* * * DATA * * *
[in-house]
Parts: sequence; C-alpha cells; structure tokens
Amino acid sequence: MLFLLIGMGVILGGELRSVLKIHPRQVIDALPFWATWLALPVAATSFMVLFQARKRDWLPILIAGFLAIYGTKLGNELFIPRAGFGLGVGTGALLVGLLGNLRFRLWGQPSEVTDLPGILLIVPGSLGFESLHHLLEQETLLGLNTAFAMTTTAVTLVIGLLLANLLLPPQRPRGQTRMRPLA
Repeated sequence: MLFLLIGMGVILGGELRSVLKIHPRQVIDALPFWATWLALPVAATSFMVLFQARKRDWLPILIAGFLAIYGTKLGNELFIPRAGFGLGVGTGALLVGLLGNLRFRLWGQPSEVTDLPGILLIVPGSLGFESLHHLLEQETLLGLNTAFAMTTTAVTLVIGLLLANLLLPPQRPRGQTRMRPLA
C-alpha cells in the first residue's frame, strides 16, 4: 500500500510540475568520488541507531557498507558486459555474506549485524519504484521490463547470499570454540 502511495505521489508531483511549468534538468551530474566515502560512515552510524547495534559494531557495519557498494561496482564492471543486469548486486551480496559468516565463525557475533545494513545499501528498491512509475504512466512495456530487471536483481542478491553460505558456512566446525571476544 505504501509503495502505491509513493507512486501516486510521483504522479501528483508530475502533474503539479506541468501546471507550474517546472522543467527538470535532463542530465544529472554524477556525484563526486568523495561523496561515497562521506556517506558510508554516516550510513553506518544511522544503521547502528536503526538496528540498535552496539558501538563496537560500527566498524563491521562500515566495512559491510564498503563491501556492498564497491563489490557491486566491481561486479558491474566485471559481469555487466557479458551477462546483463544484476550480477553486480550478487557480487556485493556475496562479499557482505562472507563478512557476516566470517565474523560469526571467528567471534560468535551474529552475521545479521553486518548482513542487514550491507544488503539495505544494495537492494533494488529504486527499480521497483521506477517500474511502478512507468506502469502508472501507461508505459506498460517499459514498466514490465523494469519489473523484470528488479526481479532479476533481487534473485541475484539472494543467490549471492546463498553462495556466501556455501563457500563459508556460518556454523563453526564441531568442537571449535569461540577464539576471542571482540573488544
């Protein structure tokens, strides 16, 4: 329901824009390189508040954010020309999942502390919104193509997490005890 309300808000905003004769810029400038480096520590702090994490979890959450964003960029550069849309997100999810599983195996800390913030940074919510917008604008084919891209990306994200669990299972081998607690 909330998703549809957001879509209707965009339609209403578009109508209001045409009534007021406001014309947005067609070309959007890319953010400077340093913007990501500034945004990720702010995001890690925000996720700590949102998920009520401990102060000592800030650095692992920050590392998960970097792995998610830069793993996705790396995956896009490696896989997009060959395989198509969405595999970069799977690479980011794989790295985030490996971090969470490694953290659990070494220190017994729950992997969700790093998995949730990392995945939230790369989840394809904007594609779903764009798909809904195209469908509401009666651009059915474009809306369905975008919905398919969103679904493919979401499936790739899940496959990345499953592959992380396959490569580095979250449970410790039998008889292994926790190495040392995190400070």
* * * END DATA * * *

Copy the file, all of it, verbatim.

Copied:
[in-house]
Parts: sequence; C-alpha cells; structure tokens
Amino acid sequence: MLFLLIGMGVILGGELRSVLKIHPRQVIDALPFWATWLALPVAATSFMVLFQARKRDWLPILIAGFLAIYGTKLGNELFIPRAGFGLGVGTGALLVGLLGNLRFRLWGQPSEVTDLPGILLIVPGSLGFESLHHLLEQETLLGLNTAFAMTTTAVTLVIGLLLANLLLPPQRPRGQTRMRPLA
Repeated sequence: MLFLLIGMGVILGGELRSVLKIHPRQVIDALPFWATWLALPVAATSFMVLFQARKRDWLPILIAGFLAIYGTKLGNELFIPRAGFGLGVGTGALLVGLLGNLRFRLWGQPSEVTDLPGILLIVPGSLGFESLHHLLEQETLLGLNTAFAMTTTAVTLVIGLLLANLLLPPQRPRGQTRMRPLA
C-alpha cells in the first residue's frame, strides 16, 4: 500500500510540475568520488541507531557498507558486459555474506549485524519504484521490463547470499570454540 502511495505521489508531483511549468534538468551530474566515502560512515552510524547495534559494531557495519557498494561496482564492471543486469548486486551480496559468516565463525557475533545494513545499501528498491512509475504512466512495456530487471536483481542478491553460505558456512566446525571476544 505504501509503495502505491509513493507512486501516486510521483504522479501528483508530475502533474503539479506541468501546471507550474517546472522543467527538470535532463542530465544529472554524477556525484563526486568523495561523496561515497562521506556517506558510508554516516550510513553506518544511522544503521547502528536503526538496528540498535552496539558501538563496537560500527566498524563491521562500515566495512559491510564498503563491501556492498564497491563489490557491486566491481561486479558491474566485471559481469555487466557479458551477462546483463544484476550480477553486480550478487557480487556485493556475496562479499557482505562472507563478512557476516566470517565474523560469526571467528567471534560468535551474529552475521545479521553486518548482513542487514550491507544488503539495505544494495537492494533494488529504486527499480521497483521506477517500474511502478512507468506502469502508472501507461508505459506498460517499459514498466514490465523494469519489473523484470528488479526481479532479476533481487534473485541475484539472494543467490549471492546463498553462495556466501556455501563457500563459508556460518556454523563453526564441531568442537571449535569461540577464539576471542571482540573488544
């Protein structure tokens, strides 16, 4: 329901824009390189508040954010020309999942502390919104193509997490005890 309300808000905003004769810029400038480096520590702090994490979890959450964003960029550069849309997100999810599983195996800390913030940074919510917008604008084919891209990306994200669990299972081998607690 909330998703549809957001879509209707965009339609209403578009109508209001045409009534007021406001014309947005067609070309959007890319953010400077340093913007990501500034945004990720702010995001890690925000996720700590949102998920009520401990102060000592800030650095692992920050590392998960970097792995998610830069793993996705790396995956896009490696896989997009060959395989198509969405595999970069799977690479980011794989790295985030490996971090969470490694953290659990070494220190017994729950992997969700790093998995949730990392995945939230790369989840394809904007594609779903764009798909809904195209469908509401009666651009059915474009809306369905975008919905398919969103679904493919979401499936790739899940496959990345499953592959992380396959490569580095979250449970410790039998008889292994926790190495040392995190400070």